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Presse Med. 2014 Jan;43(1):9-17. doi: 10.1016/j.lpm.2013.01.069. Epub 2013 May 31.

[Cocaine addiction: current data for the clinician].

[Article in French]

Author information

1
Université Paris Sud-11, AP-HP, Hôpital universitaire Paul-Brousse, Centre d'enseignement, de recherche et de traitement des addictions, CEA-Inserm U1000, Villejuif, France. Electronic address: laurent.karila@pbr.aphp.fr.
2
Université Paris Sud-11, AP-HP, Hôpital universitaire Paul-Brousse, Centre d'enseignement, de recherche et de traitement des addictions, CEA-Inserm U669, Villejuif, France.
3
Université Paris-7, AP-HP, Hôpital Bichat, Service de psychiatrie et d'addictologie, Villejuif, France.
4
SOS Addictions, 75016 Paris, France.

Abstract

Cocaine remains the second most commonly used illicit drug worldwide after cannabis. Observed levels of cocaine use among countries considerably vary. An increased cocaine use is recorded in the general European population. Cocaine addiction is a worldwide public health problem, which has somatic, psychiatric, socio-economic and judicial complications. It is a multifactorial disorder variable in its clinical manifestations and heritable. Compared to the general population, there is a high prevalence of somatic and psychiatric disorders among cocaine-dependent patients. There are predictable dose-related effects of pharmacological action of cocaine and effects which are uncommon, unrelated to dose and occur randomly in this population. The number of patients entering drug treatment for primary cocaine use has been increasing in Europe for several years. However, there is no specific pharmacotherapy with established efficacy for the treatment of cocaine addiction, nor is any medication approved by regulatory authorities for such treatment. Recent controlled clinical studies and laboratory studies have highlighted some very promising medications. The perfect therapeutic platform for abstinence initiation and relapse prevention of cocaine addiction is a combination of pharmacological treatments and behavioral treatments. Targeting somatic and psychiatric comorbidity is another way to use pharmacological treatments in addictions.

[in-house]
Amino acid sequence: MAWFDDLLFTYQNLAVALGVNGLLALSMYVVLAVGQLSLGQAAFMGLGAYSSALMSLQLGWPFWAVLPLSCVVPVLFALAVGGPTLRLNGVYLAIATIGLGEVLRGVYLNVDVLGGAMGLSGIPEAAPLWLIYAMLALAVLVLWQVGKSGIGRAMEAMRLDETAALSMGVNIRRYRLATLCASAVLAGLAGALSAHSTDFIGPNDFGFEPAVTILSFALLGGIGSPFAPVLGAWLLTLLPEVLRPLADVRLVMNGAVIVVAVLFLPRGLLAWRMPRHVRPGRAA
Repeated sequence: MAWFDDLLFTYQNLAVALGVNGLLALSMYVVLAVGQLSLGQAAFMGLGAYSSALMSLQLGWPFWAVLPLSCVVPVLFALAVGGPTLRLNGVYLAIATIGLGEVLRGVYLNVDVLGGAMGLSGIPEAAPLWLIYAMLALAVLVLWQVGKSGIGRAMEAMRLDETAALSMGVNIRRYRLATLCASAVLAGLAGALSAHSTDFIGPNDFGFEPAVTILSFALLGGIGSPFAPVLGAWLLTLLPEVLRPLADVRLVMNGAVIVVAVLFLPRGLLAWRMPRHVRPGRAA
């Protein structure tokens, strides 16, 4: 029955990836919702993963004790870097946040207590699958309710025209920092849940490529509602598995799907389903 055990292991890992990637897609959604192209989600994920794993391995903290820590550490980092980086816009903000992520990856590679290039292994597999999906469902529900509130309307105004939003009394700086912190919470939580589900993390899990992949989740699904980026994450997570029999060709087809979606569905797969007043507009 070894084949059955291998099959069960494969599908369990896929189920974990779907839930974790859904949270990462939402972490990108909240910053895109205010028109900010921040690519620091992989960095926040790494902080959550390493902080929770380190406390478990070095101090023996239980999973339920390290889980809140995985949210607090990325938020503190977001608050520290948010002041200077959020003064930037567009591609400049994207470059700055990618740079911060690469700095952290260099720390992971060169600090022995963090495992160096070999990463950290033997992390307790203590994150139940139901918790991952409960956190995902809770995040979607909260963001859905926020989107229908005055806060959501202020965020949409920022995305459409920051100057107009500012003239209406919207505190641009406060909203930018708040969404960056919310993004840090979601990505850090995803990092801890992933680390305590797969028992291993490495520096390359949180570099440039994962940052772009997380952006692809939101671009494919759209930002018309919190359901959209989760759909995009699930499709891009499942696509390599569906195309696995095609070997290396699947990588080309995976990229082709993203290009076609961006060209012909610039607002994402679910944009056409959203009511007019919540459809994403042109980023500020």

PMID:
23727012
DOI:
10.1016/j.lpm.2013.01.069
[Indexed for MEDLINE]

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